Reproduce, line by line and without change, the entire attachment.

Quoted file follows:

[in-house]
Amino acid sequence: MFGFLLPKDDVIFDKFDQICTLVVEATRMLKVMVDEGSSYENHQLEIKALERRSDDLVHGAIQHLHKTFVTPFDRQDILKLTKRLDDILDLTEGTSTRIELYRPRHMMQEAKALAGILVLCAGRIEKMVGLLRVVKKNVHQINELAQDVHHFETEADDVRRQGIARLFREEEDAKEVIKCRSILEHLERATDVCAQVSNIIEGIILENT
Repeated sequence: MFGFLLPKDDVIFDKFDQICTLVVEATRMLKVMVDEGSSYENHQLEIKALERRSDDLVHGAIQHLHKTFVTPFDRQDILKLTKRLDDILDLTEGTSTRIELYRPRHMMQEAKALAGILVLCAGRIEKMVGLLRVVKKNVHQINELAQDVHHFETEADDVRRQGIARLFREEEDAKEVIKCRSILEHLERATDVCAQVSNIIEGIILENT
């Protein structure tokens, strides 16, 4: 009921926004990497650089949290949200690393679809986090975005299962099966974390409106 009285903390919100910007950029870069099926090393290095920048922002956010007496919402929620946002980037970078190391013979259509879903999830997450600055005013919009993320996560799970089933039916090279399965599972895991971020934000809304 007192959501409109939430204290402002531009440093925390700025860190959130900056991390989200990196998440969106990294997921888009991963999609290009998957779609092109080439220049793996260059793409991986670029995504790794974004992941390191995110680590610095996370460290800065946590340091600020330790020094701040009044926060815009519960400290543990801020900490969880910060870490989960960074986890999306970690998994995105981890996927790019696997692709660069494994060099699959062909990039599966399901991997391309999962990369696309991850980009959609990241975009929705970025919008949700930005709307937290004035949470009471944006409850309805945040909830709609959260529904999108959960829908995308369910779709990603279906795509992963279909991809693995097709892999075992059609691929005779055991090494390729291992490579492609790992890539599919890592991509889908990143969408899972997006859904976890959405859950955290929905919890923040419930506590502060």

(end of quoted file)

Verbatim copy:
[in-house]
Amino acid sequence: MFGFLLPKDDVIFDKFDQICTLVVEATRMLKVMVDEGSSYENHQLEIKALERRSDDLVHGAIQHLHKTFVTPFDRQDILKLTKRLDDILDLTEGTSTRIELYRPRHMMQEAKALAGILVLCAGRIEKMVGLLRVVKKNVHQINELAQDVHHFETEADDVRRQGIARLFREEEDAKEVIKCRSILEHLERATDVCAQVSNIIEGIILENT
Repeated sequence: MFGFLLPKDDVIFDKFDQICTLVVEATRMLKVMVDEGSSYENHQLEIKALERRSDDLVHGAIQHLHKTFVTPFDRQDILKLTKRLDDILDLTEGTSTRIELYRPRHMMQEAKALAGILVLCAGRIEKMVGLLRVVKKNVHQINELAQDVHHFETEADDVRRQGIARLFREEEDAKEVIKCRSILEHLERATDVCAQVSNIIEGIILENT
């Protein structure tokens, strides 16, 4: 009921926004990497650089949290949200690393679809986090975005299962099966974390409106 009285903390919100910007950029870069099926090393290095920048922002956010007496919402929620946002980037970078190391013979259509879903999830997450600055005013919009993320996560799970089933039916090279399965599972895991971020934000809304 007192959501409109939430204290402002531009440093925390700025860190959130900056991390989200990196998440969106990294997921888009991963999609290009998957779609092109080439220049793996260059793409991986670029995504790794974004992941390191995110680590610095996370460290800065946590340091600020330790020094701040009044926060815009519960400290543990801020900490969880910060870490989960960074986890999306970690998994995105981890996927790019696997692709660069494994060099699959062909990039599966399901991997391309999962990369696309991850980009959609990241975009929705970025919008949700930005709307937290004035949470009471944006409850309805945040909830709609959260529904999108959960829908995308369910779709990603279906795509992963279909991809693995097709892999075992059609691929005779055991090494390729291992490579492609790992890539599919890592991509889908990143969408899972997006859904976890959405859950955290929905919890923040419930506590502060």